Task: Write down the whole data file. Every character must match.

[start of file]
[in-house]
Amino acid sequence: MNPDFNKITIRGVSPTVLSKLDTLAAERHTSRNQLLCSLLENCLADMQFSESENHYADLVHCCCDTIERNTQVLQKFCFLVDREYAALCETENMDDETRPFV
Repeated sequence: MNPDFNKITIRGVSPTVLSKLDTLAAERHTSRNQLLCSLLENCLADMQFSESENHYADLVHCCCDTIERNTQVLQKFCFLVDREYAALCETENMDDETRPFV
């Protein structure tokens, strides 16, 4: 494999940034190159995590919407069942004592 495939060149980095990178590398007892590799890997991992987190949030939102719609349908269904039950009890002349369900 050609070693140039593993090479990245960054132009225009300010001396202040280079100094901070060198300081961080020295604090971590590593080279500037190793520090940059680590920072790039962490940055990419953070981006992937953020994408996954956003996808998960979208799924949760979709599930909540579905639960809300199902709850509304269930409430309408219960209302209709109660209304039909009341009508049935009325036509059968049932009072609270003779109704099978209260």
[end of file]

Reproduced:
[in-house]
Amino acid sequence: MNPDFNKITIRGVSPTVLSKLDTLAAERHTSRNQLLCSLLENCLADMQFSESENHYADLVHCCCDTIERNTQVLQKFCFLVDREYAALCETENMDDETRPFV
Repeated sequence: MNPDFNKITIRGVSPTVLSKLDTLAAERHTSRNQLLCSLLENCLADMQFSESENHYADLVHCCCDTIERNTQVLQKFCFLVDREYAALCETENMDDETRPFV
């Protein structure tokens, strides 16, 4: 494999940034190159995590919407069942004592 495939060149980095990178590398007892590799890997991992987190949030939102719609349908269904039950009890002349369900 050609070693140039593993090479990245960054132009225009300010001396202040280079100094901070060198300081961080020295604090971590590593080279500037190793520090940059680590920072790039962490940055990419953070981006992937953020994408996954956003996808998960979208799924949760979709599930909540579905639960809300199902709850509304269930409430309408219960209302209709109660209304039909009341009508049935009325036509059968049932009072609270003779109704099978209260």